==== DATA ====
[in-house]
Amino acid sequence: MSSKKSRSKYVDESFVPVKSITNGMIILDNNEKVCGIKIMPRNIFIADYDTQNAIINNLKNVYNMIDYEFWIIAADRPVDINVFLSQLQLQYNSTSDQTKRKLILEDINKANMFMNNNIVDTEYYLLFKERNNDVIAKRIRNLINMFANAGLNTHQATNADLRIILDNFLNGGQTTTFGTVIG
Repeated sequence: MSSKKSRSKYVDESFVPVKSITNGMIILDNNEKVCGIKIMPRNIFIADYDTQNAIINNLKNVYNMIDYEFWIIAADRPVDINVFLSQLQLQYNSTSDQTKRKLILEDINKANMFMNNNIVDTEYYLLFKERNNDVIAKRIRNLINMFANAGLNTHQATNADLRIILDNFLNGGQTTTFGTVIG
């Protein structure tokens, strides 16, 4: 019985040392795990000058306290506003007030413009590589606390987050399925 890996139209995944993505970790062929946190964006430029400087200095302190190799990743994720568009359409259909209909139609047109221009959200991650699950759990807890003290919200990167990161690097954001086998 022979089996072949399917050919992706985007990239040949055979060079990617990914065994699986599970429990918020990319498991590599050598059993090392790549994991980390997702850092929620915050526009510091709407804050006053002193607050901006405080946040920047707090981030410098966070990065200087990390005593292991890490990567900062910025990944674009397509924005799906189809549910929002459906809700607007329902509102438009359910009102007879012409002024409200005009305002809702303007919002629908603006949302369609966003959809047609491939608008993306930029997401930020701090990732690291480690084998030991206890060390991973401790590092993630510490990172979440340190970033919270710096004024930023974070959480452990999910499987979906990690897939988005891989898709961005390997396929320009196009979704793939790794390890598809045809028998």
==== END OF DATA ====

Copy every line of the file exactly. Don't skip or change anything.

[in-house]
Amino acid sequence: MSSKKSRSKYVDESFVPVKSITNGMIILDNNEKVCGIKIMPRNIFIADYDTQNAIINNLKNVYNMIDYEFWIIAADRPVDINVFLSQLQLQYNSTSDQTKRKLILEDINKANMFMNNNIVDTEYYLLFKERNNDVIAKRIRNLINMFANAGLNTHQATNADLRIILDNFLNGGQTTTFGTVIG
Repeated sequence: MSSKKSRSKYVDESFVPVKSITNGMIILDNNEKVCGIKIMPRNIFIADYDTQNAIINNLKNVYNMIDYEFWIIAADRPVDINVFLSQLQLQYNSTSDQTKRKLILEDINKANMFMNNNIVDTEYYLLFKERNNDVIAKRIRNLINMFANAGLNTHQATNADLRIILDNFLNGGQTTTFGTVIG
């Protein structure tokens, strides 16, 4: 019985040392795990000058306290506003007030413009590589606390987050399925 890996139209995944993505970790062929946190964006430029400087200095302190190799990743994720568009359409259909209909139609047109221009959200991650699950759990807890003290919200990167990161690097954001086998 022979089996072949399917050919992706985007990239040949055979060079990617990914065994699986599970429990918020990319498991590599050598059993090392790549994991980390997702850092929620915050526009510091709407804050006053002193607050901006405080946040920047707090981030410098966070990065200087990390005593292991890490990567900062910025990944674009397509924005799906189809549910929002459906809700607007329902509102438009359910009102007879012409002024409200005009305002809702303007919002629908603006949302369609966003959809047609491939608008993306930029997401930020701090990732690291480690084998030991206890060390991973401790590092993630510490990172979440340190970033919270710096004024930023974070959480452990999910499987979906990690897939988005891989898709961005390997396929320009196009979704793939790794390890598809045809028998």